Facebook has been in the middle of reimagining the way that messaging works across and between the company's platforms. In addition to introducing encrypted messaging across Facebook, Instagram, and WhatsApp, the company has been looking to introduce other features to the company's offerings. One of those new features, which is available in other messaging platforms, might be disappearing messages for Instagram.
Reverse engineering expert Jane Manchun Wong discovered in the code for Instagram's Android app revealing an in-progress feature denoted by the "speak no evil" emoji. This feature, according to Wong, features disappearing messages, similar to Snapchat. In the case of Instagram's feature, this "dark mode" messaging will clear the messages when the chat is closed. The company's communications office responded to the tweet, ci=onfirming the feature,
We're always exploring new features to improve your messaging experience. This feature is still in early development and not testing externally just yet!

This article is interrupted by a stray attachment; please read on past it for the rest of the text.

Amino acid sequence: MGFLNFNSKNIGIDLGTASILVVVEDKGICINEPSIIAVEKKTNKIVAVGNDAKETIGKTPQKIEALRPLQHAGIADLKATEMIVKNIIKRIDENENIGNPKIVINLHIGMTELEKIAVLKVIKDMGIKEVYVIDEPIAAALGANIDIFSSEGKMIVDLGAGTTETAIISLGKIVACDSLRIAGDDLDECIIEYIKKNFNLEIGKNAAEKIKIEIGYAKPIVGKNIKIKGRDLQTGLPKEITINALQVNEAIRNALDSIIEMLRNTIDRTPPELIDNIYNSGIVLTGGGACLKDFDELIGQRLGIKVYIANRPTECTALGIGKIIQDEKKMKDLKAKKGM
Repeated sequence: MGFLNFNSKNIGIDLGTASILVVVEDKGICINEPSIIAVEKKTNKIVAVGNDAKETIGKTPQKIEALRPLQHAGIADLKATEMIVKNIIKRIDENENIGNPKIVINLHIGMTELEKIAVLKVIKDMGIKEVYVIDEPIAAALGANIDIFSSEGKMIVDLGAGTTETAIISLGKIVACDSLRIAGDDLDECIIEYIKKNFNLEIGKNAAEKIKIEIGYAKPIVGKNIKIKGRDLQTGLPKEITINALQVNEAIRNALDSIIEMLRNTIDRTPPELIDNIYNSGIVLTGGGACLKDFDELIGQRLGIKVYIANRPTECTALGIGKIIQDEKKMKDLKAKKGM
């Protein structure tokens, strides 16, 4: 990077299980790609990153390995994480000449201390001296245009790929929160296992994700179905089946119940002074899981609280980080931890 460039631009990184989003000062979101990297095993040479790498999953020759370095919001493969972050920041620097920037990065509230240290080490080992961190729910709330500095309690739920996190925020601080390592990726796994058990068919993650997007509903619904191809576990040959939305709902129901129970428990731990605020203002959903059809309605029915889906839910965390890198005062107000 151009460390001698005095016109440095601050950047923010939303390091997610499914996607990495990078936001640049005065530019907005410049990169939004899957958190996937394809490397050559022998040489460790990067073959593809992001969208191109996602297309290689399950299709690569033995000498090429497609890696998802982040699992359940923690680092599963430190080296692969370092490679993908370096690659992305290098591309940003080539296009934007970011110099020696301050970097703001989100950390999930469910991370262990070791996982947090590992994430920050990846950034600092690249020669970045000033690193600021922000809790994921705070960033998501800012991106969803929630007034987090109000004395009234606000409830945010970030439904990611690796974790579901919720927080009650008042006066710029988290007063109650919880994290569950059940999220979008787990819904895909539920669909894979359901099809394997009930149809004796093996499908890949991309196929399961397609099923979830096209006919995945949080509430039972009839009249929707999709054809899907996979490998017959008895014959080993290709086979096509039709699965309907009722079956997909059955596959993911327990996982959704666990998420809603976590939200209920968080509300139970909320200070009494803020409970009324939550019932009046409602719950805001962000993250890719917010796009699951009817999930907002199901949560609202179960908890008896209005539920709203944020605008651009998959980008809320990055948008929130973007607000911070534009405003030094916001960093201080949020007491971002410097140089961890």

While we know that the feature is currently in development, it doesn't mean that it will ever see the light of day. Facebook and its subsidiaries build features that are scrapped all the time, and this might be one of those features. This does seem like something that will be implemented eventually, however. We also don't know what "disappearing" actually means - is it just in the client, or does Instagram purge the messages from its servers as well?
This is not Facebook's first foray into the disappearing messaging game. In 2014, Facebook tried to purchase Snapchat for $3 billion (three times the price for Instagram). When the offer was rejected, Facebook built its own version of the platform called Slingshot. If you don't remember Slingshot, that's okay - the platform never gained any traction and was shut down the next year. Facebook has successfully stolen other Snapchat features over the years, however, like Stories.
Disappearing messages are becoming a more popular feature across messaging platforms right now. Twitter has been experimenting with the concept as well, though in a more Twitter style. The experimental feature lets posts, photos, and videos disappear after 24 hours, similar to the Snapchat, Facebook, and Instagram Stores concept.